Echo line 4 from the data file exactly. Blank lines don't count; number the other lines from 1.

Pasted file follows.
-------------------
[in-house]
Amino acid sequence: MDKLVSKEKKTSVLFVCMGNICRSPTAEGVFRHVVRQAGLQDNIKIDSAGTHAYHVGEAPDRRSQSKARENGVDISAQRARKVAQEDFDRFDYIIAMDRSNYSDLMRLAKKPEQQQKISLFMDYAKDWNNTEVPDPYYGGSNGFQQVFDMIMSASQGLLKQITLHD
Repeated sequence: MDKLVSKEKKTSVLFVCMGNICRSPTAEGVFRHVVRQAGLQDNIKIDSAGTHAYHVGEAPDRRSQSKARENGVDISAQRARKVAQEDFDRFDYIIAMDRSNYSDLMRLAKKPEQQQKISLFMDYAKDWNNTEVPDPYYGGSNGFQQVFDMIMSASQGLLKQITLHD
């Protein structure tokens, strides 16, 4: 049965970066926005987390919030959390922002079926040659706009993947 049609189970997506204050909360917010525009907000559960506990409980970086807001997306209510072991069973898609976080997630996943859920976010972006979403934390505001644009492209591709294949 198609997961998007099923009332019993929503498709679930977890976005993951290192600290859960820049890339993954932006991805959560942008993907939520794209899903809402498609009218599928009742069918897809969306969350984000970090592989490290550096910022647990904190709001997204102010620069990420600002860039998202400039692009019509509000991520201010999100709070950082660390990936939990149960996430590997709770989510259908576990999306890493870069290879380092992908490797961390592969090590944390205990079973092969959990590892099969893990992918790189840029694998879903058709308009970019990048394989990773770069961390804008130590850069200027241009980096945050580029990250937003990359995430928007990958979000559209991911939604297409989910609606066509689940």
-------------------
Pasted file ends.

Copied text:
């Protein structure tokens, strides 16, 4: 049965970066926005987390919030959390922002079926040659706009993947 049609189970997506204050909360917010525009907000559960506990409980970086807001997306209510072991069973898609976080997630996943859920976010972006979403934390505001644009492209591709294949 198609997961998007099923009332019993929503498709679930977890976005993951290192600290859960820049890339993954932006991805959560942008993907939520794209899903809402498609009218599928009742069918897809969306969350984000970090592989490290550096910022647990904190709001997204102010620069990420600002860039998202400039692009019509509000991520201010999100709070950082660390990936939990149960996430590997709770989510259908576990999306890493870069290879380092992908490797961390592969090590944390205990079973092969959990590892099969893990992918790189840029694998879903058709308009970019990048394989990773770069961390804008130590850069200027241009980096945050580029990250937003990359995430928007990958979000559209991911939604297409989910609606066509689940």